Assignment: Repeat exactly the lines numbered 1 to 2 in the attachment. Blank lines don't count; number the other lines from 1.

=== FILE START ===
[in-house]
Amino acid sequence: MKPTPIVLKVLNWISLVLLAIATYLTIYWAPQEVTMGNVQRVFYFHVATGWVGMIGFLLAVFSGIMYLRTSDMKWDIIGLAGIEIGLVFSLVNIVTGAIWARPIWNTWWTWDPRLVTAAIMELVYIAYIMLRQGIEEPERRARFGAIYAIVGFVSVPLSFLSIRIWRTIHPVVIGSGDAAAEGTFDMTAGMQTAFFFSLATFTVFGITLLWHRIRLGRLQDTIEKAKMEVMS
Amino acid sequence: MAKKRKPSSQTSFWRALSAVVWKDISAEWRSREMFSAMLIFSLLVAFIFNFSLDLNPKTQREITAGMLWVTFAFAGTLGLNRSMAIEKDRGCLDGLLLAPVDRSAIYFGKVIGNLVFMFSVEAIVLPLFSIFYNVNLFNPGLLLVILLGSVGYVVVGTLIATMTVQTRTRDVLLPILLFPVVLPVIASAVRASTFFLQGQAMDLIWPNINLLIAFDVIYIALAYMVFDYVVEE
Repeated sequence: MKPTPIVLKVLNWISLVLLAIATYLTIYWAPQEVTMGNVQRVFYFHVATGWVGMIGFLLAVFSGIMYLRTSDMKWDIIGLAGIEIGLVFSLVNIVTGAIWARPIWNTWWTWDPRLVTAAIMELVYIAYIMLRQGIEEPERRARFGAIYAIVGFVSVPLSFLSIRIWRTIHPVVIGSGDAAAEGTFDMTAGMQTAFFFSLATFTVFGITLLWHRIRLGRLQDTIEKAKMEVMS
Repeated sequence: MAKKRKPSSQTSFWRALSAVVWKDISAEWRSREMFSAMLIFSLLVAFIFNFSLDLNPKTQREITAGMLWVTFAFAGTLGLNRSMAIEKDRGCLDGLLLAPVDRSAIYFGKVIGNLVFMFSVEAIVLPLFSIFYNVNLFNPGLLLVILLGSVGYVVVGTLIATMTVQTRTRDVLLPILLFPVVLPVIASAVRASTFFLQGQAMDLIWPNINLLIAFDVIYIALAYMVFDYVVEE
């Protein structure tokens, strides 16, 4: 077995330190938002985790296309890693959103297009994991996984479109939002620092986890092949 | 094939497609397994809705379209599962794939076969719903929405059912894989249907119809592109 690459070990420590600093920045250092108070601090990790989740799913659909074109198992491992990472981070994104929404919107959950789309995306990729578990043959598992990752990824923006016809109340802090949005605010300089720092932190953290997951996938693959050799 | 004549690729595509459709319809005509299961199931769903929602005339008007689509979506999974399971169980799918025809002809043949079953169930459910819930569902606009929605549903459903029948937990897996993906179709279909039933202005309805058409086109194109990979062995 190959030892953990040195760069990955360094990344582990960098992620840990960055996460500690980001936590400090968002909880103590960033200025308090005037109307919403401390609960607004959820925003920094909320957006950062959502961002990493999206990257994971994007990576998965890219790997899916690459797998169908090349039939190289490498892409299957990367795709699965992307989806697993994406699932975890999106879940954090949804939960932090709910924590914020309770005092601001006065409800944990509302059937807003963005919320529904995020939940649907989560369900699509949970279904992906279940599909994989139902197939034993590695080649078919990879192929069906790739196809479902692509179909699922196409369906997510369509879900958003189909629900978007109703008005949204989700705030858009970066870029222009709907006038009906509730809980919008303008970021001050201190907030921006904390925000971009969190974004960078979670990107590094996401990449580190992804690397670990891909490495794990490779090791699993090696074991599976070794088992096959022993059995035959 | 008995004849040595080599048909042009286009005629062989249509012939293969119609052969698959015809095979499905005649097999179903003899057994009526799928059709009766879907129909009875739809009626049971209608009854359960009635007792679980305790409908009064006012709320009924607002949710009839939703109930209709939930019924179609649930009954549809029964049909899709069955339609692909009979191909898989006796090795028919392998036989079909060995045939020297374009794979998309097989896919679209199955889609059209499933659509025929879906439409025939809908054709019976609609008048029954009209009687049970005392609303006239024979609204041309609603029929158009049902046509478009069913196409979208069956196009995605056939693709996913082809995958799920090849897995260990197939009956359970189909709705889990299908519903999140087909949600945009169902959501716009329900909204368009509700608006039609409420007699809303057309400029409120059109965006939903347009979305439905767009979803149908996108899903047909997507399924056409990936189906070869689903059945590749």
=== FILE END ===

[in-house]
Amino acid sequence: MKPTPIVLKVLNWISLVLLAIATYLTIYWAPQEVTMGNVQRVFYFHVATGWVGMIGFLLAVFSGIMYLRTSDMKWDIIGLAGIEIGLVFSLVNIVTGAIWARPIWNTWWTWDPRLVTAAIMELVYIAYIMLRQGIEEPERRARFGAIYAIVGFVSVPLSFLSIRIWRTIHPVVIGSGDAAAEGTFDMTAGMQTAFFFSLATFTVFGITLLWHRIRLGRLQDTIEKAKMEVMS